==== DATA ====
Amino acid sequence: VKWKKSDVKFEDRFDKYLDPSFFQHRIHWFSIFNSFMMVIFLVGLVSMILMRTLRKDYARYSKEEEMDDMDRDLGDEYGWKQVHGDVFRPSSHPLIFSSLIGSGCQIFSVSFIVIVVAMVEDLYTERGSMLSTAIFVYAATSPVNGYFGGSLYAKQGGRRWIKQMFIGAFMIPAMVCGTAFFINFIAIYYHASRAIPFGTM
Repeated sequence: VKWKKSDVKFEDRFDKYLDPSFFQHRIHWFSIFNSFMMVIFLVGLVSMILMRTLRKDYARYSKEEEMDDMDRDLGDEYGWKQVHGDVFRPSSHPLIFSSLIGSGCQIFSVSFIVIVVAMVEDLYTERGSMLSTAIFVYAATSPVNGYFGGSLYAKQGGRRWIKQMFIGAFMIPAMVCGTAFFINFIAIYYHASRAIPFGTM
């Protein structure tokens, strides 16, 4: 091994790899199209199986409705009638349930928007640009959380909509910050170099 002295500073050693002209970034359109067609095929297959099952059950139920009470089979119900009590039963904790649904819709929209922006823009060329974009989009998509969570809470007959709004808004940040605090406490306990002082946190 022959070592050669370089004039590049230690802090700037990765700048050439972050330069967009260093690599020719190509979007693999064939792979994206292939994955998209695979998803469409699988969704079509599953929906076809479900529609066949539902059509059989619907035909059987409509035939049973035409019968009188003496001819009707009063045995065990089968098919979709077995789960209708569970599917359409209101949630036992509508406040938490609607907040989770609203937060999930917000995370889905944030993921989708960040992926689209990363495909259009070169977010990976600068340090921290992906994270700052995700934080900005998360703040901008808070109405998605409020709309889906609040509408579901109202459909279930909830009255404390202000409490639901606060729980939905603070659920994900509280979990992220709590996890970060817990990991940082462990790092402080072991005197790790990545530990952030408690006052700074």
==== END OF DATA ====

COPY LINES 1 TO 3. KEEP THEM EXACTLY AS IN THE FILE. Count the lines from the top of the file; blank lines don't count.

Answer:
Amino acid sequence: VKWKKSDVKFEDRFDKYLDPSFFQHRIHWFSIFNSFMMVIFLVGLVSMILMRTLRKDYARYSKEEEMDDMDRDLGDEYGWKQVHGDVFRPSSHPLIFSSLIGSGCQIFSVSFIVIVVAMVEDLYTERGSMLSTAIFVYAATSPVNGYFGGSLYAKQGGRRWIKQMFIGAFMIPAMVCGTAFFINFIAIYYHASRAIPFGTM
Repeated sequence: VKWKKSDVKFEDRFDKYLDPSFFQHRIHWFSIFNSFMMVIFLVGLVSMILMRTLRKDYARYSKEEEMDDMDRDLGDEYGWKQVHGDVFRPSSHPLIFSSLIGSGCQIFSVSFIVIVVAMVEDLYTERGSMLSTAIFVYAATSPVNGYFGGSLYAKQGGRRWIKQMFIGAFMIPAMVCGTAFFINFIAIYYHASRAIPFGTM
């Protein structure tokens, strides 16, 4: 091994790899199209199986409705009638349930928007640009959380909509910050170099 002295500073050693002209970034359109067609095929297959099952059950139920009470089979119900009590039963904790649904819709929209922006823009060329974009989009998509969570809470007959709004808004940040605090406490306990002082946190 022959070592050669370089004039590049230690802090700037990765700048050439972050330069967009260093690599020719190509979007693999064939792979994206292939994955998209695979998803469409699988969704079509599953929906076809479900529609066949539902059509059989619907035909059987409509035939049973035409019968009188003496001819009707009063045995065990089968098919979709077995789960209708569970599917359409209101949630036992509508406040938490609607907040989770609203937060999930917000995370889905944030993921989708960040992926689209990363495909259009070169977010990976600068340090921290992906994270700052995700934080900005998360703040901008808070109405998605409020709309889906609040509408579901109202459909279930909830009255404390202000409490639901606060729980939905603070659920994900509280979990992220709590996890970060817990990991940082462990790092402080072991005197790790990545530990952030408690006052700074």